P.J. Tucker was never going to fetch a legitimate first-round pick, especially at age 35 in a down season. However, as long as Milwaukee’s first-rounder falls in that 10-30 range this year, the Rockets will move up from the second round and into that spot instead.
That means they could have three potential first-rounders this year: the Bucks’ pick in the mid-to-late 20s, the Portland Trail Blazers’ lottery-protected pick (currently slotted at No. 22) and either their own pick or probably the Miami Heat’s based on the Oklahoma City Thunder’s three-way swap rights.
Even if the flier on Wilson amounts to nothing, and even with Augustin still being owed $7 million next season plus a non-guaranteed $7.3 million in 2022-23, that’s a pretty good return for a guy who wasn’t playing and didn’t want to be in Houston anymore.
Wilson has largely been a non-factor in Milwaukee this season, averaging a meager 3.6 points and 2.1 rebounds in 8.8 minutes per game over 12 appearances. He’s still only 25 years old and is shooting 35.7 percent from 3-point range, but his incoming restricted free agency makes this acquisition less appealing.
Augustin is an experienced backup floor general, averaging 6.1 points and 3.0 assists in his 19.3 minutes per game this year. He doesn’t serve much purpose in Houston, but general manager Rafael Stone could always flip him again at the trade deadline to a team in need of a backup point guard.
Pushing that 2022 pick back another year may seem like a loss, but it actually just means one more year for things to potentially go wrong with Milwaukee’s all-or-nothing approach as the franchise tries to keep Giannis in the title hunt. Throw in the likelihood of moving up into this loaded 2021 NBA Draft class, and this is a solid return for Tucker.
Suns fans, you’ve officially made it: After years of watching Robert Sarver trade away rotation pieces for cash considerations, it’s your team that’s sending away cash for actual players!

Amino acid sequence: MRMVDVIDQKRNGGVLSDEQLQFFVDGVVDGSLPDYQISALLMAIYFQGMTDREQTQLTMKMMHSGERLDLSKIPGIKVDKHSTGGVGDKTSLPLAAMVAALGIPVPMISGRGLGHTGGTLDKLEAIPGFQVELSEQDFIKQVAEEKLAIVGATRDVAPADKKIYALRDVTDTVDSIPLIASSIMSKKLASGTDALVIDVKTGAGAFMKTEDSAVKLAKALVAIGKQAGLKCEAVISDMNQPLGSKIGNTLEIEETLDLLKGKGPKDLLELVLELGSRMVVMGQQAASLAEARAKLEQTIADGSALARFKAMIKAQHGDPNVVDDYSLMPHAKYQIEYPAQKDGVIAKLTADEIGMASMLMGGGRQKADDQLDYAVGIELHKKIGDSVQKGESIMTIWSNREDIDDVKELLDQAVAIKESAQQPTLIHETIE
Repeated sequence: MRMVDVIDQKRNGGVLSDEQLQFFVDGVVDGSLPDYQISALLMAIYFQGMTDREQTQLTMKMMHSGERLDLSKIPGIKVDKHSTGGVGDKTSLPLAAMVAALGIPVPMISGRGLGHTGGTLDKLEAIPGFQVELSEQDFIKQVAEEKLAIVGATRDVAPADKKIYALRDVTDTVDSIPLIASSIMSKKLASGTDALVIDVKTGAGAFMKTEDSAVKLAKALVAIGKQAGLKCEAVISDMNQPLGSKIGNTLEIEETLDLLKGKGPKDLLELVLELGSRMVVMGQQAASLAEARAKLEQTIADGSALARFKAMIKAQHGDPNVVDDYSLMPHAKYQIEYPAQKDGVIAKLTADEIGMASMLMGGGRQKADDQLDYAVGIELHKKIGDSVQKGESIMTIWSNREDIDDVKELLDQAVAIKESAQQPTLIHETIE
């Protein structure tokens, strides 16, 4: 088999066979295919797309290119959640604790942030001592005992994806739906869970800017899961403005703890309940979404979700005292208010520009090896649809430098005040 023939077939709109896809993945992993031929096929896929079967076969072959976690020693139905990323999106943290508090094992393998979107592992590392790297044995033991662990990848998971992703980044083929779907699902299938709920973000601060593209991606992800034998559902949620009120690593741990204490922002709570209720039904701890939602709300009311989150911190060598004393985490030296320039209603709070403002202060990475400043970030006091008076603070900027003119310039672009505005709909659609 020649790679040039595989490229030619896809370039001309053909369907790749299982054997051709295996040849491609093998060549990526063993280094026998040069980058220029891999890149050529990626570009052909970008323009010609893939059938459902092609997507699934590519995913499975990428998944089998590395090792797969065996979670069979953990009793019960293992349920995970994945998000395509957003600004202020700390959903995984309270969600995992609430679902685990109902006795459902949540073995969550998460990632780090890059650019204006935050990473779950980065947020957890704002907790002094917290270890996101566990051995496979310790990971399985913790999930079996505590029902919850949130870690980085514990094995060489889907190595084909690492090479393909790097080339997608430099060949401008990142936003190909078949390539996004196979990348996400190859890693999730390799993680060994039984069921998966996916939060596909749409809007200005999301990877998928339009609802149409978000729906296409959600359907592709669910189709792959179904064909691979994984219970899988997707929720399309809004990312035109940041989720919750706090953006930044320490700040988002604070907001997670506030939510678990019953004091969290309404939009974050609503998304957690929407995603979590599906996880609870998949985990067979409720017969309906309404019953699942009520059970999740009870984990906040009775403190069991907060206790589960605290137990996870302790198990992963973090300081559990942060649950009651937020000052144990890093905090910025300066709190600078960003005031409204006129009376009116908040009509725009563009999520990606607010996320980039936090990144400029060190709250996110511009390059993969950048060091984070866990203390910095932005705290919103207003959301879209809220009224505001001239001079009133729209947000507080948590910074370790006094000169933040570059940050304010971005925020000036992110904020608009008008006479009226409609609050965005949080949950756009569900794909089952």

While Torrey Craig hardly fixes Phoenix’s biggest issue of finding the right starting lineup, he’s a solid depth piece, especially for a team that still had an open roster spot. Craig hasn’t gotten much run with the Bucks this season, putting up a mere 2.5 points and 2.4 rebounds in his 11.2 minutes per game over 18 appearances, but he’s a tenacious, strong defender who can help in a pinch.
Between Mikal Bridges, Jae Crowder, Cameron Johnson and now Craig, the Suns are absolutely stacked with lengthy and determined defenders on the wing … and that’s before even mentioning the havoc guys like Chris Paul, Cameron Payne and Jevon Carter can wreak in the backcourt. If the Suns need a stop, good luck scoring on any of the lineups Monty Williams can trot out there.
Craig’s 36.4 percent shooting from deep this season is probably misleading given the extremely limited number of attempts; he’s only a career 32.3 percent shooter from beyond the arc, after all. But after Craig served as a key cog in the Denver Nuggets’ rotation during their run to the Western Conference Finals last year, the Suns decision to add a little size, length and defensive grit to the NBA’s fifth-ranked defense is a savvy move … especially at the low cost of cash considerations and some highly protected second-rounder that’ll probably never convey anyway.